If states grew wealthier, they would develop greater middle classes that can lead to greater political, social, and economic freedoms. Dictators ruled a major portion of Asia, Africa, and Eastern Europe up till 1900. However, in 2005, for the first time in history, more than half the population of the world was living in democratic states. Many leaders in those countries morph into elected autocrats after gaining control in the government's offices (Belloni). For instance, it is noteworthy mention that Hugo Chavez in Venezuela is elected as a dictator, while president of Ecudar, Rafael Correa recently won legislation which has provided him with excessive new powers. However, people themselves are responsible for sliding away from open and free government rather than just political leaders. A survey has been made by Afrobarometer in the African states to find out the patriotism of democratic states. It is found that the majority of Africans are not living to support democracy which is declining levels of support for democracy in these states. East Asia also shows rising dissatisfaction with democracy along with Colombia, Paraguay, Honduras, Peru, and Nicaragua. The populist leaders who appeared to be sliding into authoritarianism (McFaul). Citizens of these nations ended up supporting military coups against these democratic leaders due to their unethical measures. Such an example is seen in the history of Thailand when Thaksin Shinawatra turned populist and was elected with the largest mandate in the history of Thailand. The reason behind his success was a large mandate for the poor. During his service, he benefited the poor through various schemes and policies including national health insurance that proved to be effective for democracy. However, charismatic prime minister in 2005 gain victory in the free election (Diskin et al. 294). Majority of middle class revolted results in the military invasion to hold the current situation of the country. Democratization is forestalled due to the rising strength of authoritarian powers in Saudi Arabia, Russia, and China, etc. Foreign leaders play a major role in the democratic instability in a country. Foreign leaders often approach the autocratic leaders in the country to support them with money and power to help them forestall new color revolutions (Crane et al.). Such invasion can be seen in Ukraine, where an advisor Putin was running a Russian Press Club. It was found that Russia's involvement in Ukrainian elections is facilitated by that Russian Press Club, which clearly indicates that foreign involvement plays a critical role in the democratic stability of a country. Stopping the global democratic reversal is essential to promote democracy among various nations. The United States has the power to various covert countries into democratic states where it has significant strategic interests such as Bahrain and Saudi Arabia (Wantchekon). It will help to neutralize the idea that democracy is just a concept.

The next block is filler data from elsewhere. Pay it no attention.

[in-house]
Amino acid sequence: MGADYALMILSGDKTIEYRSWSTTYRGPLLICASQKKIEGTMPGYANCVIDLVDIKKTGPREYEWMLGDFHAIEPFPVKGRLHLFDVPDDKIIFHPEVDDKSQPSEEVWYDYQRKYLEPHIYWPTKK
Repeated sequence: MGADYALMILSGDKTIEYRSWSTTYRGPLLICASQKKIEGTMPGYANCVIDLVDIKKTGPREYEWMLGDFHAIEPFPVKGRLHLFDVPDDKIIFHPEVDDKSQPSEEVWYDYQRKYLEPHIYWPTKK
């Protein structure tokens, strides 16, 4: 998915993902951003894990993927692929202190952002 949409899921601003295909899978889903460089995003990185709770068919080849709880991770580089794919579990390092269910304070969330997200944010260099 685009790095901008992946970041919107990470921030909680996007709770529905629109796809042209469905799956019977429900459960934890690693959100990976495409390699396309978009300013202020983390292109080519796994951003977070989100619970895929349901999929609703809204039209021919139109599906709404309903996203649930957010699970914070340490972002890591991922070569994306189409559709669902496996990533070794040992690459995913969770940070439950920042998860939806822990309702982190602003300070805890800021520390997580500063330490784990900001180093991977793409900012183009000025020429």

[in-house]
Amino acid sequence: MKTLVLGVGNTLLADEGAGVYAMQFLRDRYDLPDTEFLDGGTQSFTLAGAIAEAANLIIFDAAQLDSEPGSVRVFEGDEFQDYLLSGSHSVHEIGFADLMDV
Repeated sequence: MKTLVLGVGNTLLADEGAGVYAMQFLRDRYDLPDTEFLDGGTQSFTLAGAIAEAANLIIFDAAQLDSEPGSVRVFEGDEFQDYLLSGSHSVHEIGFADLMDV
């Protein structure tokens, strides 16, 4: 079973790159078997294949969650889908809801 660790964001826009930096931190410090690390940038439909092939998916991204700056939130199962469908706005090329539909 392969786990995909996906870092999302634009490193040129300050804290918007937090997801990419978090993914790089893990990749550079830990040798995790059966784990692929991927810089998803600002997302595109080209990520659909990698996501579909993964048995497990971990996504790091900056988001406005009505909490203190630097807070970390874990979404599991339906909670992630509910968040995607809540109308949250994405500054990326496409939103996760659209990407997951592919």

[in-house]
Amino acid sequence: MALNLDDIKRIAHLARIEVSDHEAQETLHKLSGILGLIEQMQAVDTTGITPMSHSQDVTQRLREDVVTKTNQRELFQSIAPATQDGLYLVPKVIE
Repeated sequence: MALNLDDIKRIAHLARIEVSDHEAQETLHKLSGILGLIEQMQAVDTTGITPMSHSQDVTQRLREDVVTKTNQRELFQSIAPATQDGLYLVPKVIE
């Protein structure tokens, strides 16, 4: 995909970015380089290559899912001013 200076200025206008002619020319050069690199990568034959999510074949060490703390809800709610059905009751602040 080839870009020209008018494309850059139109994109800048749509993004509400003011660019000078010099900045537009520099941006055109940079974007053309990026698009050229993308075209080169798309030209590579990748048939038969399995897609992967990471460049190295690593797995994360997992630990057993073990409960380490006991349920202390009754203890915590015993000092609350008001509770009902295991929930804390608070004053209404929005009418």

In a nutshell, institutional variables, societal variables, mediating variables, and foreign involvement are major facets that are associated with the democratic stability of a country. Federalism is a major restraining aspect of democratic stability. Proportionality of political system and their fragmentation can lead towards democratic stability. Citizens also contribute towards democratic instability if they force the military to take control of their country by diminishing the political parties. Rising strength of authoritarian powers leads towards democratization in countries like Saudi Arabia.